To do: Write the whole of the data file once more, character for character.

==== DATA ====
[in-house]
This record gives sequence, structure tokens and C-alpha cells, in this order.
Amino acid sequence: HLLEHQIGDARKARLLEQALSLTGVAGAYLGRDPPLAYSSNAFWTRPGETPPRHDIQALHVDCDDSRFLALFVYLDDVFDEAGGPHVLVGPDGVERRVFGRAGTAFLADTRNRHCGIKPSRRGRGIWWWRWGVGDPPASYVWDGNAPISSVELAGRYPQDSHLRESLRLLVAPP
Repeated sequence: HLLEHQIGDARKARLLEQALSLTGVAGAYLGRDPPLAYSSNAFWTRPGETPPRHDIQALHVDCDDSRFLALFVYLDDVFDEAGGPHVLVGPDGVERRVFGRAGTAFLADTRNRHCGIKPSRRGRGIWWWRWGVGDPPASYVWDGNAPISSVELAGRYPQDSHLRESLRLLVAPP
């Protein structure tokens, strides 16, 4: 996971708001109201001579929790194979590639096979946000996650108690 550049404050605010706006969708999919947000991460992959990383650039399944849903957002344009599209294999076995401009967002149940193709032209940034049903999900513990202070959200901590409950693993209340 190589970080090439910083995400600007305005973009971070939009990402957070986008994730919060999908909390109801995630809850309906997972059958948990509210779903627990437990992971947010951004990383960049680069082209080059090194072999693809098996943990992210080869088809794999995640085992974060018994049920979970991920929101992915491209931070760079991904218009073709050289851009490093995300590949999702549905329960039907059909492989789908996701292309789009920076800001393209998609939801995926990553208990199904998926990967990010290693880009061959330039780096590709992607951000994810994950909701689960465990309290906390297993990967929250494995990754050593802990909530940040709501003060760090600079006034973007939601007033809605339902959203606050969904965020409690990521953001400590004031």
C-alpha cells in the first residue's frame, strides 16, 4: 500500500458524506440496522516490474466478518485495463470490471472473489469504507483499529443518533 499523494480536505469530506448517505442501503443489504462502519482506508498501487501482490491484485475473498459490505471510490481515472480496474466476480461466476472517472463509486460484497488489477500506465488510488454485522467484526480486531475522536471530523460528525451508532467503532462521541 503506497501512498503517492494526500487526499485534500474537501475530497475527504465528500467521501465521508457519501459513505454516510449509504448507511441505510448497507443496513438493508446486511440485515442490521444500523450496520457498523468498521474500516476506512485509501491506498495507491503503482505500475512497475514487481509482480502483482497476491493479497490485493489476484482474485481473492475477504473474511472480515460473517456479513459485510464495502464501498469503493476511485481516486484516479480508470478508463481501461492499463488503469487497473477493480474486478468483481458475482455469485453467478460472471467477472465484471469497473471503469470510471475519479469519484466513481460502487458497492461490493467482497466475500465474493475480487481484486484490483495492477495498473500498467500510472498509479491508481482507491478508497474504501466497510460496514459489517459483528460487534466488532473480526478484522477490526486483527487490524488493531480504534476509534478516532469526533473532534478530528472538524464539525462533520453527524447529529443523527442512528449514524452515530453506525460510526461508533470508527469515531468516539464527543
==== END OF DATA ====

[in-house]
This record gives sequence, structure tokens and C-alpha cells, in this order.
Amino acid sequence: HLLEHQIGDARKARLLEQALSLTGVAGAYLGRDPPLAYSSNAFWTRPGETPPRHDIQALHVDCDDSRFLALFVYLDDVFDEAGGPHVLVGPDGVERRVFGRAGTAFLADTRNRHCGIKPSRRGRGIWWWRWGVGDPPASYVWDGNAPISSVELAGRYPQDSHLRESLRLLVAPP
Repeated sequence: HLLEHQIGDARKARLLEQALSLTGVAGAYLGRDPPLAYSSNAFWTRPGETPPRHDIQALHVDCDDSRFLALFVYLDDVFDEAGGPHVLVGPDGVERRVFGRAGTAFLADTRNRHCGIKPSRRGRGIWWWRWGVGDPPASYVWDGNAPISSVELAGRYPQDSHLRESLRLLVAPP
């Protein structure tokens, strides 16, 4: 996971708001109201001579929790194979590639096979946000996650108690 550049404050605010706006969708999919947000991460992959990383650039399944849903957002344009599209294999076995401009967002149940193709032209940034049903999900513990202070959200901590409950693993209340 190589970080090439910083995400600007305005973009971070939009990402957070986008994730919060999908909390109801995630809850309906997972059958948990509210779903627990437990992971947010951004990383960049680069082209080059090194072999693809098996943990992210080869088809794999995640085992974060018994049920979970991920929101992915491209931070760079991904218009073709050289851009490093995300590949999702549905329960039907059909492989789908996701292309789009920076800001393209998609939801995926990553208990199904998926990967990010290693880009061959330039780096590709992607951000994810994950909701689960465990309290906390297993990967929250494995990754050593802990909530940040709501003060760090600079006034973007939601007033809605339902959203606050969904965020409690990521953001400590004031």
C-alpha cells in the first residue's frame, strides 16, 4: 500500500458524506440496522516490474466478518485495463470490471472473489469504507483499529443518533 499523494480536505469530506448517505442501503443489504462502519482506508498501487501482490491484485475473498459490505471510490481515472480496474466476480461466476472517472463509486460484497488489477500506465488510488454485522467484526480486531475522536471530523460528525451508532467503532462521541 503506497501512498503517492494526500487526499485534500474537501475530497475527504465528500467521501465521508457519501459513505454516510449509504448507511441505510448497507443496513438493508446486511440485515442490521444500523450496520457498523468498521474500516476506512485509501491506498495507491503503482505500475512497475514487481509482480502483482497476491493479497490485493489476484482474485481473492475477504473474511472480515460473517456479513459485510464495502464501498469503493476511485481516486484516479480508470478508463481501461492499463488503469487497473477493480474486478468483481458475482455469485453467478460472471467477472465484471469497473471503469470510471475519479469519484466513481460502487458497492461490493467482497466475500465474493475480487481484486484490483495492477495498473500498467500510472498509479491508481482507491478508497474504501466497510460496514459489517459483528460487534466488532473480526478484522477490526486483527487490524488493531480504534476509534478516532469526533473532534478530528472538524464539525462533520453527524447529529443523527442512528449514524452515530453506525460510526461508533470508527469515531468516539464527543